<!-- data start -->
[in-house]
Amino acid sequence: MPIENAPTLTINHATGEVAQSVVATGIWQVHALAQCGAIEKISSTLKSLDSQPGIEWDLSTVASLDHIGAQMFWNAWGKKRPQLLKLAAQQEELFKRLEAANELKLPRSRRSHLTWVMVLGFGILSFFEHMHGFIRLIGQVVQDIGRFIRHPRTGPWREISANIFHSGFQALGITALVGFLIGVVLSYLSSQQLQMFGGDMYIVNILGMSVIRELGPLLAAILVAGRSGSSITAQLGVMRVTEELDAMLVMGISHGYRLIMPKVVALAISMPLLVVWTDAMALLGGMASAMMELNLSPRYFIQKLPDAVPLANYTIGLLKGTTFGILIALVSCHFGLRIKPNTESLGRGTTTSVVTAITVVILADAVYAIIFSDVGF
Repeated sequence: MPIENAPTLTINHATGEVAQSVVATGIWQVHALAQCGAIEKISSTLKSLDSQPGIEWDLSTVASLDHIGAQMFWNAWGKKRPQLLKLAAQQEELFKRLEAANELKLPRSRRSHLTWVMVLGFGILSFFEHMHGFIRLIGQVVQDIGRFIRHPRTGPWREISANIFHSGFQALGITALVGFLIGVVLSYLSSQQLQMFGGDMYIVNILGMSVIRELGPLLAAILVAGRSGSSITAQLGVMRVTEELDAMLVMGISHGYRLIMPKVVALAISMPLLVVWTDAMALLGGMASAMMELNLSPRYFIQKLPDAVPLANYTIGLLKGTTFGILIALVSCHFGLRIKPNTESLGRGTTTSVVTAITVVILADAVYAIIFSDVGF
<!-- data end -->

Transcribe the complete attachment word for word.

[in-house]
Amino acid sequence: MPIENAPTLTINHATGEVAQSVVATGIWQVHALAQCGAIEKISSTLKSLDSQPGIEWDLSTVASLDHIGAQMFWNAWGKKRPQLLKLAAQQEELFKRLEAANELKLPRSRRSHLTWVMVLGFGILSFFEHMHGFIRLIGQVVQDIGRFIRHPRTGPWREISANIFHSGFQALGITALVGFLIGVVLSYLSSQQLQMFGGDMYIVNILGMSVIRELGPLLAAILVAGRSGSSITAQLGVMRVTEELDAMLVMGISHGYRLIMPKVVALAISMPLLVVWTDAMALLGGMASAMMELNLSPRYFIQKLPDAVPLANYTIGLLKGTTFGILIALVSCHFGLRIKPNTESLGRGTTTSVVTAITVVILADAVYAIIFSDVGF
Repeated sequence: MPIENAPTLTINHATGEVAQSVVATGIWQVHALAQCGAIEKISSTLKSLDSQPGIEWDLSTVASLDHIGAQMFWNAWGKKRPQLLKLAAQQEELFKRLEAANELKLPRSRRSHLTWVMVLGFGILSFFEHMHGFIRLIGQVVQDIGRFIRHPRTGPWREISANIFHSGFQALGITALVGFLIGVVLSYLSSQQLQMFGGDMYIVNILGMSVIRELGPLLAAILVAGRSGSSITAQLGVMRVTEELDAMLVMGISHGYRLIMPKVVALAISMPLLVVWTDAMALLGGMASAMMELNLSPRYFIQKLPDAVPLANYTIGLLKGTTFGILIALVSCHFGLRIKPNTESLGRGTTTSVVTAITVVILADAVYAIIFSDVGF